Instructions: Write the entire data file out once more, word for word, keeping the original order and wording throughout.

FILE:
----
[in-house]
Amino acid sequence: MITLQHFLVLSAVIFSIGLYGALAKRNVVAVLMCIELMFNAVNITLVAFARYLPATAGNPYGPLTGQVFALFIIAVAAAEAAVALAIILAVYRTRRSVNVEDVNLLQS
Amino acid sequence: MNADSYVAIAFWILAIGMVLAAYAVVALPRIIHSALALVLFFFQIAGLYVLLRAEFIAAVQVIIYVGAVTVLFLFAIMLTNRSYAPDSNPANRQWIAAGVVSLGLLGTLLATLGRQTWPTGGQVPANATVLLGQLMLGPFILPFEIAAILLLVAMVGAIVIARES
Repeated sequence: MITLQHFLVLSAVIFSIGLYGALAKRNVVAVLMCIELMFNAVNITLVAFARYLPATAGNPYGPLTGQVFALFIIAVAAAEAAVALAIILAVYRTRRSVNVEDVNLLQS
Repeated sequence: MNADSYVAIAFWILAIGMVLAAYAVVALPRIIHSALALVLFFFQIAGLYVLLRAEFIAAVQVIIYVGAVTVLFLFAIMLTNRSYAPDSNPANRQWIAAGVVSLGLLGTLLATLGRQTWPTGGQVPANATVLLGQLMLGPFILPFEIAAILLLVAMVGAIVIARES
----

[in-house]
Amino acid sequence: MITLQHFLVLSAVIFSIGLYGALAKRNVVAVLMCIELMFNAVNITLVAFARYLPATAGNPYGPLTGQVFALFIIAVAAAEAAVALAIILAVYRTRRSVNVEDVNLLQS
Amino acid sequence: MNADSYVAIAFWILAIGMVLAAYAVVALPRIIHSALALVLFFFQIAGLYVLLRAEFIAAVQVIIYVGAVTVLFLFAIMLTNRSYAPDSNPANRQWIAAGVVSLGLLGTLLATLGRQTWPTGGQVPANATVLLGQLMLGPFILPFEIAAILLLVAMVGAIVIARES
Repeated sequence: MITLQHFLVLSAVIFSIGLYGALAKRNVVAVLMCIELMFNAVNITLVAFARYLPATAGNPYGPLTGQVFALFIIAVAAAEAAVALAIILAVYRTRRSVNVEDVNLLQS
Repeated sequence: MNADSYVAIAFWILAIGMVLAAYAVVALPRIIHSALALVLFFFQIAGLYVLLRAEFIAAVQVIIYVGAVTVLFLFAIMLTNRSYAPDSNPANRQWIAAGVVSLGLLGTLLATLGRQTWPTGGQVPANATVLLGQLMLGPFILPFEIAAILLLVAMVGAIVIARES